Section Three I The Poscciassical Period . 500-1500
Expansions and Contacts
take to be the images of gods; others groves of trees, the seat'i of a spirit to wh om
th ey m ake sacrifice; o thers aga in, statues of wood a nd stone, \\~th which, th ey say,
they com mune by incantati o ns. They relate here extraordinary thin gs of this peo ple.
The lord in whose protection I am , here , who is the greatest in this land , hav­
ing a fo rtune of more than 100,000 doubles [a co in], a man worthy of credence,
re lates that he live d for thirty years in that town, and , as he says, for fOllrteen years
in th e land of the Blacks. Every day he tells me wonderful things of these peo ples.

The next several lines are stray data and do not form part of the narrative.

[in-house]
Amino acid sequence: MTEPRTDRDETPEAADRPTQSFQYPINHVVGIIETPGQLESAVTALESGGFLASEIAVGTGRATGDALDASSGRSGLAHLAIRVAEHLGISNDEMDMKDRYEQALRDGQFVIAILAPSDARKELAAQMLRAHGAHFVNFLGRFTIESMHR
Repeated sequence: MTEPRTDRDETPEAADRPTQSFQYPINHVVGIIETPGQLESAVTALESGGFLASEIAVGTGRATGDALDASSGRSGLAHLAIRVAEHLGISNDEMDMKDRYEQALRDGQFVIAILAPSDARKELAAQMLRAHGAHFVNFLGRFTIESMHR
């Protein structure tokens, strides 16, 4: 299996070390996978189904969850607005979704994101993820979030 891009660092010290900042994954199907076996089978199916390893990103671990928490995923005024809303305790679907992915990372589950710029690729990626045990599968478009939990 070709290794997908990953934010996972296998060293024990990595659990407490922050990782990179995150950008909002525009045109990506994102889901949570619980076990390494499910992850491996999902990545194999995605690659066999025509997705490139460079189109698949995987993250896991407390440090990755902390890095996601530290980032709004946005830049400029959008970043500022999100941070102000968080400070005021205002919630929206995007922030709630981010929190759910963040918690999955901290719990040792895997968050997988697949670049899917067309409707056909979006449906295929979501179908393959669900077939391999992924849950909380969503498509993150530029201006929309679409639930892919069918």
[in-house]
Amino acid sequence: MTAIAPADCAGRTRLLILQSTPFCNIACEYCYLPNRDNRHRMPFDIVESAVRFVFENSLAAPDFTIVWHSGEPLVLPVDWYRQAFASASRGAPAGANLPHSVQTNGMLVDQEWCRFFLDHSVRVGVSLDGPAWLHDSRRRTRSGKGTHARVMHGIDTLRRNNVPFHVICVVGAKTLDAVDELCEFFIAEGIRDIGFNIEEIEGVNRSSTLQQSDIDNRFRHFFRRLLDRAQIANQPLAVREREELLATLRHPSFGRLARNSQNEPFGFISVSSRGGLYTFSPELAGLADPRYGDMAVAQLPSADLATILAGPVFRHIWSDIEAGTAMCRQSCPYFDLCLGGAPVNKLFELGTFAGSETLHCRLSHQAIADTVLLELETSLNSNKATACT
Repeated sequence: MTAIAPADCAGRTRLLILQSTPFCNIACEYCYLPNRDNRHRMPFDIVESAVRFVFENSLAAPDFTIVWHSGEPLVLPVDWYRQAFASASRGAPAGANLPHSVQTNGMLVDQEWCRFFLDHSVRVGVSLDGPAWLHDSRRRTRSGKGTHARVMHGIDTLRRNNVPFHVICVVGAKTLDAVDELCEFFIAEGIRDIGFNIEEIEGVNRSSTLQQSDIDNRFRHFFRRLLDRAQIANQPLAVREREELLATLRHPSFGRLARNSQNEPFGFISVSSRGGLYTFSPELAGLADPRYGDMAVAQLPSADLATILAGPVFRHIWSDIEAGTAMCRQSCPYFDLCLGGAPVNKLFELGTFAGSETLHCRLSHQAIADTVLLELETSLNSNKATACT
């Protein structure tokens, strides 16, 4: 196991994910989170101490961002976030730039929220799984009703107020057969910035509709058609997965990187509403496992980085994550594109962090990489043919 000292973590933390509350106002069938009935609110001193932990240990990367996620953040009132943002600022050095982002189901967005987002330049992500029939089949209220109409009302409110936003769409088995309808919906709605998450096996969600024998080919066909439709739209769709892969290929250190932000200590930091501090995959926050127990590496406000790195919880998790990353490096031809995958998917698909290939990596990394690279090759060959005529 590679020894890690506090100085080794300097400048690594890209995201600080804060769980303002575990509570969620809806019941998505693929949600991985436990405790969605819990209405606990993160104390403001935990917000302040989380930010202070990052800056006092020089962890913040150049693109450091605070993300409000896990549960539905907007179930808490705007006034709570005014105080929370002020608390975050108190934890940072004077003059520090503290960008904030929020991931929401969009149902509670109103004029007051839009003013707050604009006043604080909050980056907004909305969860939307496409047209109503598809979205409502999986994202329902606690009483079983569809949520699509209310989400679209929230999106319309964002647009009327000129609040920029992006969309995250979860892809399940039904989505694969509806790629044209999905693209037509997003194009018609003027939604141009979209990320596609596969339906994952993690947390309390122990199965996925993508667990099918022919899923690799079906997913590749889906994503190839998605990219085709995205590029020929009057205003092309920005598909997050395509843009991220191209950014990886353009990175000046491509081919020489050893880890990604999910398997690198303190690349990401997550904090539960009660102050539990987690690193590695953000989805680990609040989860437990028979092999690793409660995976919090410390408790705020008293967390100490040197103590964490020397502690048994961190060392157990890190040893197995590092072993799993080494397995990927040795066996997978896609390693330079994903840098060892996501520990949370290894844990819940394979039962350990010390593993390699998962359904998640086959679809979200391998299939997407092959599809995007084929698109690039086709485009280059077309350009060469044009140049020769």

H e says that these la nds and peoples extend endlessly to the south: th ey all go
naked , save for a small loinclo th to cover thei r privates. They have a n abundance of
nesh , milk, a nd rice, but n o corn or ba rley.
The slaves which the blacks take in their inte rnecine wars are sold a t a very
low price . These peo ples, wh o cover the land in multitudes, a re in ca rnal ac ts like
the beasts. They breed greatly, for a woman bears up to five at a birth. Nor can it be
d o ubted that they are eaters of human fle sh, for many people have gone h e nce
into their co untry. Neither there nor here a re there eve r epidemics.
''''hen th e blacks catch sight ofa white m an from a di sta nce , they take to flight
as though fro m a monster, be li evi ng him to be a phantom . Th ey are unl e tte red,